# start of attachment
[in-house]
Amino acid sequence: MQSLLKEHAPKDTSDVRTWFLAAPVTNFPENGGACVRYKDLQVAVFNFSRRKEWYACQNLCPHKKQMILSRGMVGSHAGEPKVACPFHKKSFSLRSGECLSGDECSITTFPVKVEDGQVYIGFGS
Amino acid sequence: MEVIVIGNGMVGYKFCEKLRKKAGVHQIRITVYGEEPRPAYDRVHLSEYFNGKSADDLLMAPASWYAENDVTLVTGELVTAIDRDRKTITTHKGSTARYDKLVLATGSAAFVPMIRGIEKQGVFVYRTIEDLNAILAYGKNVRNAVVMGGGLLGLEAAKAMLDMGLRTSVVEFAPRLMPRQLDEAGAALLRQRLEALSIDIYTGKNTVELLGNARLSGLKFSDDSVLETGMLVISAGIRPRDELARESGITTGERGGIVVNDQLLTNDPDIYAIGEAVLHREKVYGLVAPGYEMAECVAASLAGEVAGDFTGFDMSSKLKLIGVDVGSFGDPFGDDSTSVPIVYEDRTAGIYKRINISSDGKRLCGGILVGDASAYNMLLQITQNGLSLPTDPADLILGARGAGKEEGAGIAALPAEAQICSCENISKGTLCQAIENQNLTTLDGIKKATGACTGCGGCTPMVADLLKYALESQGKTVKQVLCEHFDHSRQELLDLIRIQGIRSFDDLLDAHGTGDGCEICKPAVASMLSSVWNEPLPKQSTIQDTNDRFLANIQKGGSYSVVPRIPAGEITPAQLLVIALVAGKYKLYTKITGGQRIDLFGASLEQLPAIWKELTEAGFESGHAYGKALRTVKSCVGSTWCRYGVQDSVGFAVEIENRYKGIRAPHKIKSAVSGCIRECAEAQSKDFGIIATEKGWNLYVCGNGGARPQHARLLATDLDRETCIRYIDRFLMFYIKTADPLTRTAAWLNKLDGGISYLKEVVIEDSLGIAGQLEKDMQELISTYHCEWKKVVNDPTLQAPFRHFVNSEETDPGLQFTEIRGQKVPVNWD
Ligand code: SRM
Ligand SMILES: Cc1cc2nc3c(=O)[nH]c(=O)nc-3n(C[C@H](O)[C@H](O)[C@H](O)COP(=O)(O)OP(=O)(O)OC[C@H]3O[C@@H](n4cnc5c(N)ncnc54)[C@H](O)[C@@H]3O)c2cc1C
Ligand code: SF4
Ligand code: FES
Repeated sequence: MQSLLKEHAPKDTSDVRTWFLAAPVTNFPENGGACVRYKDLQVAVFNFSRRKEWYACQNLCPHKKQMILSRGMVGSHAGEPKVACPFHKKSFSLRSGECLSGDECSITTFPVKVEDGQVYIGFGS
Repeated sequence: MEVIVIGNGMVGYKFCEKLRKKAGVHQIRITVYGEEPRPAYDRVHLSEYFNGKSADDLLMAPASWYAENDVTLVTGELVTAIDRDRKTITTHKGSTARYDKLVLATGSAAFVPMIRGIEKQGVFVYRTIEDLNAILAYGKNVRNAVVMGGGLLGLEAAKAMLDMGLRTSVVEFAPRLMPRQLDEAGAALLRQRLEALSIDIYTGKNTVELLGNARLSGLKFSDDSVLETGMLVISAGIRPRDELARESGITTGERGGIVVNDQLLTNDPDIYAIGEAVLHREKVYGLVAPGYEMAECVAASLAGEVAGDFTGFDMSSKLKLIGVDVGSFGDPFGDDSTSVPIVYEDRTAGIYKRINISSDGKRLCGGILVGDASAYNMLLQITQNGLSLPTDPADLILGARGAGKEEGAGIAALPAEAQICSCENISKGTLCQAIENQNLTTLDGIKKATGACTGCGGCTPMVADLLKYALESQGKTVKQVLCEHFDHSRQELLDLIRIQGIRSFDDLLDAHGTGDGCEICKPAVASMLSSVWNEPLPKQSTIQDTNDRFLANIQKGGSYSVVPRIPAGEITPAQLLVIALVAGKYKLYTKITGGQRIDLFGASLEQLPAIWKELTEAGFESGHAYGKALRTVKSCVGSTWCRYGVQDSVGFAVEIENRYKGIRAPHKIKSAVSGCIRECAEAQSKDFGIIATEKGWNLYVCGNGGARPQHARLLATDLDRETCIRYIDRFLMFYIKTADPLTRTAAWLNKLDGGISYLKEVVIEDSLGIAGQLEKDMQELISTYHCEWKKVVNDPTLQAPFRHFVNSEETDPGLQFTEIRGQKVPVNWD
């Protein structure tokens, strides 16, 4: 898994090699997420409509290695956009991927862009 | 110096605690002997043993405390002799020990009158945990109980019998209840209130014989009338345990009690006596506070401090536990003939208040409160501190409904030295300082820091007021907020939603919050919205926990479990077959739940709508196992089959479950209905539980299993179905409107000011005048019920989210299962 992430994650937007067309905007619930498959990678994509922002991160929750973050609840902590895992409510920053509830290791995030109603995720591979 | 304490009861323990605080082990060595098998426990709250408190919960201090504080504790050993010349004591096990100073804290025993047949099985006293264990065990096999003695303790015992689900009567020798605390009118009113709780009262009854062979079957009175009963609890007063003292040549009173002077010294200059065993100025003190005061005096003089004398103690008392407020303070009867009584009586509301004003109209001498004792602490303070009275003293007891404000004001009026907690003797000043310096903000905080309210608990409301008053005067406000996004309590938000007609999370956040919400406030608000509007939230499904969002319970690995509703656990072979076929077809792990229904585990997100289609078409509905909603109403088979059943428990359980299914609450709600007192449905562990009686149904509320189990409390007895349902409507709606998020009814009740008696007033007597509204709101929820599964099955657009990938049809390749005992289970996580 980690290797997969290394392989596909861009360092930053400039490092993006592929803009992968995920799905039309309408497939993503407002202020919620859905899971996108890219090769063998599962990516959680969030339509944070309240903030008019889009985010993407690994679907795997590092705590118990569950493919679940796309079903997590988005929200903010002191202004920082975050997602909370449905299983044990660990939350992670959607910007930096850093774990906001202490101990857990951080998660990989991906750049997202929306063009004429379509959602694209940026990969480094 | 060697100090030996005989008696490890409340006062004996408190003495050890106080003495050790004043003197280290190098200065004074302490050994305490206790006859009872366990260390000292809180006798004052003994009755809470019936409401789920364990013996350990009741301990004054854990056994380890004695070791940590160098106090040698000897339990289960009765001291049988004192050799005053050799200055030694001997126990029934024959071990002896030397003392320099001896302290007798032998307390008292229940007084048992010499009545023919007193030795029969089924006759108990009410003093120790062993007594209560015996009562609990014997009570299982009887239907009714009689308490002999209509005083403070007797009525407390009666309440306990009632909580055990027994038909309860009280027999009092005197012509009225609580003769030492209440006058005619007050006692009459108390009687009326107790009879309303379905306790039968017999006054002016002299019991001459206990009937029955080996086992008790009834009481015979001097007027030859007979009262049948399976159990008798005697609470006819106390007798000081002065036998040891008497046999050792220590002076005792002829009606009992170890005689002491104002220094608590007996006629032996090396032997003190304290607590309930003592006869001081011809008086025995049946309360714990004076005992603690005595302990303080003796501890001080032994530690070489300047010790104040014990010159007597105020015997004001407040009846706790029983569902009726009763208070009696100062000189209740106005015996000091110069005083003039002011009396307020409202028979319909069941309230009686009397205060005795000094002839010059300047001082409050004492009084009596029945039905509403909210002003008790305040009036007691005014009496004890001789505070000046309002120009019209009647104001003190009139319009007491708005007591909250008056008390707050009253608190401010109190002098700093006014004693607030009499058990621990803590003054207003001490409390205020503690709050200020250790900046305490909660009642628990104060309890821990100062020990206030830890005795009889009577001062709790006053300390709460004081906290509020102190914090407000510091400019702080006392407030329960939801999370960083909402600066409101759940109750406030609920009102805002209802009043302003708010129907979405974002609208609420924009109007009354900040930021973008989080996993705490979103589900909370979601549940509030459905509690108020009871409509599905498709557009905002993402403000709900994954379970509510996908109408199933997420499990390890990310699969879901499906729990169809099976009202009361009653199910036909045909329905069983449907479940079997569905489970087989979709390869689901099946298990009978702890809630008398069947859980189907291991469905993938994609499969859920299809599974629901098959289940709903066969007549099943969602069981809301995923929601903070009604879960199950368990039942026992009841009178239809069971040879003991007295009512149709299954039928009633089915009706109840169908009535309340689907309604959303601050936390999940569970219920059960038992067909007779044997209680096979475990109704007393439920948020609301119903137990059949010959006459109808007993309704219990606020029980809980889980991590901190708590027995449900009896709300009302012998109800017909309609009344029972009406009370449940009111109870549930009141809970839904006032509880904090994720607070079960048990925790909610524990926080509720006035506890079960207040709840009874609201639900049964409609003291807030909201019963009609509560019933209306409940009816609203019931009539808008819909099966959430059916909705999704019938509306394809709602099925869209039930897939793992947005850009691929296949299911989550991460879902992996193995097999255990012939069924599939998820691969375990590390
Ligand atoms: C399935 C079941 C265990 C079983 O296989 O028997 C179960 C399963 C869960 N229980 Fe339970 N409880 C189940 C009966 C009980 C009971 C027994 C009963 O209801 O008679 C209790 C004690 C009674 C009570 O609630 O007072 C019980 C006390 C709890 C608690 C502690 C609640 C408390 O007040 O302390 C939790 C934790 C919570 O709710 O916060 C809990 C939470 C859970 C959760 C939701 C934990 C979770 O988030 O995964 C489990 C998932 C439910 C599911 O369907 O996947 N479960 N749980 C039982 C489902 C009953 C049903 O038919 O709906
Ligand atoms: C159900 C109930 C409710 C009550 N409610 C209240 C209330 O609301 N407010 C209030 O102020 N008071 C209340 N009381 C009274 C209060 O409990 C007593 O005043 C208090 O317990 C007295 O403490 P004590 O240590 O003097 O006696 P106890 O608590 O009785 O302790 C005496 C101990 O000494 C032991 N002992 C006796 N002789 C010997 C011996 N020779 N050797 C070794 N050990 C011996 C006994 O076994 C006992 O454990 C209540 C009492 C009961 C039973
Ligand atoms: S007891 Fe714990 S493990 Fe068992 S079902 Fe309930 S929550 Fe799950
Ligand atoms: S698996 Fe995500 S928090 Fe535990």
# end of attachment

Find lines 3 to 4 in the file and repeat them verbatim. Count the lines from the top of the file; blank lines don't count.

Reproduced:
Amino acid sequence: MEVIVIGNGMVGYKFCEKLRKKAGVHQIRITVYGEEPRPAYDRVHLSEYFNGKSADDLLMAPASWYAENDVTLVTGELVTAIDRDRKTITTHKGSTARYDKLVLATGSAAFVPMIRGIEKQGVFVYRTIEDLNAILAYGKNVRNAVVMGGGLLGLEAAKAMLDMGLRTSVVEFAPRLMPRQLDEAGAALLRQRLEALSIDIYTGKNTVELLGNARLSGLKFSDDSVLETGMLVISAGIRPRDELARESGITTGERGGIVVNDQLLTNDPDIYAIGEAVLHREKVYGLVAPGYEMAECVAASLAGEVAGDFTGFDMSSKLKLIGVDVGSFGDPFGDDSTSVPIVYEDRTAGIYKRINISSDGKRLCGGILVGDASAYNMLLQITQNGLSLPTDPADLILGARGAGKEEGAGIAALPAEAQICSCENISKGTLCQAIENQNLTTLDGIKKATGACTGCGGCTPMVADLLKYALESQGKTVKQVLCEHFDHSRQELLDLIRIQGIRSFDDLLDAHGTGDGCEICKPAVASMLSSVWNEPLPKQSTIQDTNDRFLANIQKGGSYSVVPRIPAGEITPAQLLVIALVAGKYKLYTKITGGQRIDLFGASLEQLPAIWKELTEAGFESGHAYGKALRTVKSCVGSTWCRYGVQDSVGFAVEIENRYKGIRAPHKIKSAVSGCIRECAEAQSKDFGIIATEKGWNLYVCGNGGARPQHARLLATDLDRETCIRYIDRFLMFYIKTADPLTRTAAWLNKLDGGISYLKEVVIEDSLGIAGQLEKDMQELISTYHCEWKKVVNDPTLQAPFRHFVNSEETDPGLQFTEIRGQKVPVNWD
Ligand code: SRM